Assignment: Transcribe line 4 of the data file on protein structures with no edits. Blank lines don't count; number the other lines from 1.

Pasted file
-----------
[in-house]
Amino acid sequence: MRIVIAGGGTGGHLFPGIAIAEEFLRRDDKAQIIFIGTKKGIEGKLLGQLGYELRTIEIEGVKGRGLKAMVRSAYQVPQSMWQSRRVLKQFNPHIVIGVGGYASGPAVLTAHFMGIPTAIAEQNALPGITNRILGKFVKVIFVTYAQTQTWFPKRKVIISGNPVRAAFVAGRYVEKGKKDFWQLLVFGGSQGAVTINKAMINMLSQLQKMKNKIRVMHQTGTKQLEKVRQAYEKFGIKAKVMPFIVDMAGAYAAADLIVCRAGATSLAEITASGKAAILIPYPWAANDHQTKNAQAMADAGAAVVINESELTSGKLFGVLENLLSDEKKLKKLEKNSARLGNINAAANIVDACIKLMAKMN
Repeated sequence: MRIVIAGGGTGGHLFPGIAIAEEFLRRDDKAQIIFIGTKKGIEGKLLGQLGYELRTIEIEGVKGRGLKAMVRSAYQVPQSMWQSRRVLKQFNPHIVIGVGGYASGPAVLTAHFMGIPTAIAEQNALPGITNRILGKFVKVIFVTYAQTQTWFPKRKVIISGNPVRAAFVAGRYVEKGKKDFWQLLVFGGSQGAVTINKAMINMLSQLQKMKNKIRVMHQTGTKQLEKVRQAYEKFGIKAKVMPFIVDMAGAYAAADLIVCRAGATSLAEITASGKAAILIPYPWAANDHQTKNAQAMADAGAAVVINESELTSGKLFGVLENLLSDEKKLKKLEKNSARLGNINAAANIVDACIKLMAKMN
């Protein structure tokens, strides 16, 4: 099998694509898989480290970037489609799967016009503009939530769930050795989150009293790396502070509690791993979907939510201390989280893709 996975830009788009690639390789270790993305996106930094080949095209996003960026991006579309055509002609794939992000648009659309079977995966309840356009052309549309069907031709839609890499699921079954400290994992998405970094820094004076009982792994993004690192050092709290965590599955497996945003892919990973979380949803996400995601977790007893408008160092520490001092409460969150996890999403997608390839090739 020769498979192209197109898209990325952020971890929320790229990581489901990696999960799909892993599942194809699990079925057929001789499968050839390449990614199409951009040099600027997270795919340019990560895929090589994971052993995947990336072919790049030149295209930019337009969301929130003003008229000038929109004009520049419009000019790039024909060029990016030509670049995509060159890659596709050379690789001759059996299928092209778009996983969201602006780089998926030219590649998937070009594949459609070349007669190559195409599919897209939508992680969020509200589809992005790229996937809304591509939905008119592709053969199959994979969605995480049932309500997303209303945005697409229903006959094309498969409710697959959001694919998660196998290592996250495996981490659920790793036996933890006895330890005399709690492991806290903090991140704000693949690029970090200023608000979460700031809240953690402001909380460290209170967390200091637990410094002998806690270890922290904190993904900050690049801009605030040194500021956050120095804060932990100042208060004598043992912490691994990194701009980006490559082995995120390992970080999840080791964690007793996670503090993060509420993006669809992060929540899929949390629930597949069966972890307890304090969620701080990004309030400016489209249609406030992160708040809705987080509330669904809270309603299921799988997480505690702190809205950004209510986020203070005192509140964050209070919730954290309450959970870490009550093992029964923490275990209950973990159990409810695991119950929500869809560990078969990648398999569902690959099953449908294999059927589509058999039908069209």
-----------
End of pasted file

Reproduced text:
């Protein structure tokens, strides 16, 4: 099998694509898989480290970037489609799967016009503009939530769930050795989150009293790396502070509690791993979907939510201390989280893709 996975830009788009690639390789270790993305996106930094080949095209996003960026991006579309055509002609794939992000648009659309079977995966309840356009052309549309069907031709839609890499699921079954400290994992998405970094820094004076009982792994993004690192050092709290965590599955497996945003892919990973979380949803996400995601977790007893408008160092520490001092409460969150996890999403997608390839090739 020769498979192209197109898209990325952020971890929320790229990581489901990696999960799909892993599942194809699990079925057929001789499968050839390449990614199409951009040099600027997270795919340019990560895929090589994971052993995947990336072919790049030149295209930019337009969301929130003003008229000038929109004009520049419009000019790039024909060029990016030509670049995509060159890659596709050379690789001759059996299928092209778009996983969201602006780089998926030219590649998937070009594949459609070349007669190559195409599919897209939508992680969020509200589809992005790229996937809304591509939905008119592709053969199959994979969605995480049932309500997303209303945005697409229903006959094309498969409710697959959001694919998660196998290592996250495996981490659920790793036996933890006895330890005399709690492991806290903090991140704000693949690029970090200023608000979460700031809240953690402001909380460290209170967390200091637990410094002998806690270890922290904190993904900050690049801009605030040194500021956050120095804060932990100042208060004598043992912490691994990194701009980006490559082995995120390992970080999840080791964690007793996670503090993060509420993006669809992060929540899929949390629930597949069966972890307890304090969620701080990004309030400016489209249609406030992160708040809705987080509330669904809270309603299921799988997480505690702190809205950004209510986020203070005192509140964050209070919730954290309450959970870490009550093992029964923490275990209950973990159990409810695991119950929500869809560990078969990648398999569902690959099953449908294999059927589509058999039908069209």